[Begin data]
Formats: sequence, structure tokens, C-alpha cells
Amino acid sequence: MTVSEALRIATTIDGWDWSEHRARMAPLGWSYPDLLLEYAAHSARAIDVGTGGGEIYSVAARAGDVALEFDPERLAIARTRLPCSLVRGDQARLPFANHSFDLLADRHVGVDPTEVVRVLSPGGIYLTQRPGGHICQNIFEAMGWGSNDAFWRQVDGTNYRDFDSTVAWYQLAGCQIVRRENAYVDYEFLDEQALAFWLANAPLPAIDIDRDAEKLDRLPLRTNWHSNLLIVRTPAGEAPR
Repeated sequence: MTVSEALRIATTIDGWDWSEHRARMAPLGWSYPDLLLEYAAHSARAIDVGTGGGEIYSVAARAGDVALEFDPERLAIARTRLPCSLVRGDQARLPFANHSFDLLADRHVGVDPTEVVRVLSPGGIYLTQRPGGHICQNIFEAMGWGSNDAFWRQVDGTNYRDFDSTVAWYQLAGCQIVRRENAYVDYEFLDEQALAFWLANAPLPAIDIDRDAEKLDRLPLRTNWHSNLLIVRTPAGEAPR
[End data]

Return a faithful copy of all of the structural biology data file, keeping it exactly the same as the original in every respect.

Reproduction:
Formats: sequence, structure tokens, C-alpha cells
Amino acid sequence: MTVSEALRIATTIDGWDWSEHRARMAPLGWSYPDLLLEYAAHSARAIDVGTGGGEIYSVAARAGDVALEFDPERLAIARTRLPCSLVRGDQARLPFANHSFDLLADRHVGVDPTEVVRVLSPGGIYLTQRPGGHICQNIFEAMGWGSNDAFWRQVDGTNYRDFDSTVAWYQLAGCQIVRRENAYVDYEFLDEQALAFWLANAPLPAIDIDRDAEKLDRLPLRTNWHSNLLIVRTPAGEAPR
Repeated sequence: MTVSEALRIATTIDGWDWSEHRARMAPLGWSYPDLLLEYAAHSARAIDVGTGGGEIYSVAARAGDVALEFDPERLAIARTRLPCSLVRGDQARLPFANHSFDLLADRHVGVDPTEVVRVLSPGGIYLTQRPGGHICQNIFEAMGWGSNDAFWRQVDGTNYRDFDSTVAWYQLAGCQIVRRENAYVDYEFLDEQALAFWLANAPLPAIDIDRDAEKLDRLPLRTNWHSNLLIVRTPAGEAPR